I'm a little surprised that you seem to be in opposition to what Dr. Nagler was saying. I still remember when I was brand new here, I said my hearing was perfectly normal according to my audiologist. And you were one of the first people to point out that audiologists only test for a limited amount of frequencies, and not every frequency that humans can hear. So you went on to say that just because my audiogram is normal, that doesn't mean my hearing is normal. And that seems to be what Dr. Nagler is saying, but now for some reason you seem to be in disagreement, or am I just misunderstanding something?
       
    6. Dr. Nagler

      Dr. Nagler Member

      Location:
      Atlanta, Georgia USA
      Tinnitus Since:
      04/1994
      @MattK and @Stink, the important point here is that no matter how cautious one is in life, at the time of death one will not have the same number of hair cells he or she had at the age of three. That is just the reality - because you simply cannot be 100% cautions 100% of the time and live normally. So whoever it is that you are responding to in your posts, that person is talking about theory and not about real life. I don't think it's a matter of who's right and who's wrong.

      stephen nagler
       
    7. Stink

      Stink Member

      Location:
      US
      Tinnitus Since:
      09/2000
      it was attheedgeofscience who said this, one post above mine!
      point is attheedgeofscience had to be corrected!
       
    8. Dr. Nagler

      Dr. Nagler Member

      Location:
      Atlanta, Georgia USA
      Tinnitus Since:
      04/1994
      OK, that explains my confusion then. Thank you.

      The important principle here is that in the real world one dies with significantly fewer hair cells than one has as a child ... and while some of that hair cell loss can be reflected in an audiogram, much of it is not due to the technical limitations of the study.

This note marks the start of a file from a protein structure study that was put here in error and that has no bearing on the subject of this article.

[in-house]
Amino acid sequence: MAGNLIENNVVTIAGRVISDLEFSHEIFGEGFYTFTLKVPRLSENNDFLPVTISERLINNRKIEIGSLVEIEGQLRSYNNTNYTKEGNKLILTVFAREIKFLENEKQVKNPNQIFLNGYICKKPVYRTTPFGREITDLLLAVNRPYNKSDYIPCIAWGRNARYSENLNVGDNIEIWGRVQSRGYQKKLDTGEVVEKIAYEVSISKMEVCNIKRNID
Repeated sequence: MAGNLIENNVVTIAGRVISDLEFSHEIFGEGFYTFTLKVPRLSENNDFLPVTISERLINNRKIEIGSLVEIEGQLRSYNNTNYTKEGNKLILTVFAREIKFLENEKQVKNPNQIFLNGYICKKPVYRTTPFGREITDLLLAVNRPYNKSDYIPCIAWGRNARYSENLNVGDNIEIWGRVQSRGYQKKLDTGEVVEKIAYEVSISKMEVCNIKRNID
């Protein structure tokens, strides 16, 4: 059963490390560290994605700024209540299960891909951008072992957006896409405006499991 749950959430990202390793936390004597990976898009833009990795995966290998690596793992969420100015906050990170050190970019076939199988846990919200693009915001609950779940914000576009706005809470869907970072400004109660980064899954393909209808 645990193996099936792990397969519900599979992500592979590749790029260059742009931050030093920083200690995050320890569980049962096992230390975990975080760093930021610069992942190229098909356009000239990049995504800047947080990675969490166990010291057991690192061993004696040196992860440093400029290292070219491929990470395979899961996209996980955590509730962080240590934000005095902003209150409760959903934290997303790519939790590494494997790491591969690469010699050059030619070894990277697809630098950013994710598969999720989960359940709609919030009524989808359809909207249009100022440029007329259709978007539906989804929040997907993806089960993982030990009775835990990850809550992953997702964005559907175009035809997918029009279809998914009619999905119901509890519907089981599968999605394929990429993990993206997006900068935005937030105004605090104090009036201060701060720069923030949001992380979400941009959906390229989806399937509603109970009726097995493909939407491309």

9. attheedgeofscience
      Uninvolved

      attheedgeofscience Member Hall of Fame

      Location:
      Denmark
      Tinnitus Since:
      Childhood
      Cause of Tinnitus:
      Head Injury
      Question: In an attempt to determine the validity of two pieces of information, both of which cannot be true at the same time, but where one piece of information is backed up by a source, what does audiological testing have to do with settling the argument?
      Answer: Nothing.

      Dr. Nagler claim: inner ear hair cells die at a rate of 0.5% per year in a best case situation (no source provided for information).
      ATEOS claim: inner ear hair cells have the potential to survive a lifetime (source provided).

      Dr. Nagler's claim ≠ ATEOS' claim

      Which claim is then true given that both claims cannot be true at the same time? This is a simple exercise in logic, and as such, has nothing to do with audiology, medicine, inner ear hair cells, or whatever else.